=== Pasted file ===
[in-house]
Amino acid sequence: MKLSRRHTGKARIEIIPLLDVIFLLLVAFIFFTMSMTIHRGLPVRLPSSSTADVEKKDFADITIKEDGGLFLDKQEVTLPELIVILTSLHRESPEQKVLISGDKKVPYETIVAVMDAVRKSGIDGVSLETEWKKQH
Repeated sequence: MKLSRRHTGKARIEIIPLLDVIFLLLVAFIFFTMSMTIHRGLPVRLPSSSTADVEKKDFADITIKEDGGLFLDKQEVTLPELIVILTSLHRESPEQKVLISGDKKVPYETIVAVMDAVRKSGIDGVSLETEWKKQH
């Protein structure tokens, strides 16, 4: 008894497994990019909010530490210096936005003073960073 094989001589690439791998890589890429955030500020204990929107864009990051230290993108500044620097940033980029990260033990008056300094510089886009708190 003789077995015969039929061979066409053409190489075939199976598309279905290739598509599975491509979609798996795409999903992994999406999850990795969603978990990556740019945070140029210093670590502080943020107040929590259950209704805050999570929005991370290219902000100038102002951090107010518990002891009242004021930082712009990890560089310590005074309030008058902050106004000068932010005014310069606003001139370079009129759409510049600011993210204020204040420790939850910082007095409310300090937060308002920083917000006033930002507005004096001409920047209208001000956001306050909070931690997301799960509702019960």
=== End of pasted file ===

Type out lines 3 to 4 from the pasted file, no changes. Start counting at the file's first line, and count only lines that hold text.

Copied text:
Repeated sequence: MKLSRRHTGKARIEIIPLLDVIFLLLVAFIFFTMSMTIHRGLPVRLPSSSTADVEKKDFADITIKEDGGLFLDKQEVTLPELIVILTSLHRESPEQKVLISGDKKVPYETIVAVMDAVRKSGIDGVSLETEWKKQH
């Protein structure tokens, strides 16, 4: 008894497994990019909010530490210096936005003073960073 094989001589690439791998890589890429955030500020204990929107864009990051230290993108500044620097940033980029990260033990008056300094510089886009708190 003789077995015969039929061979066409053409190489075939199976598309279905290739598509599975491509979609798996795409999903992994999406999850990795969603978990990556740019945070140029210093670590502080943020107040929590259950209704805050999570929005991370290219902000100038102002951090107010518990002891009242004021930082712009990890560089310590005074309030008058902050106004000068932010005014310069606003001139370079009129759409510049600011993210204020204040420790939850910082007095409310300090937060308002920083917000006033930002507005004096001409920047209208001000956001306050909070931690997301799960509702019960």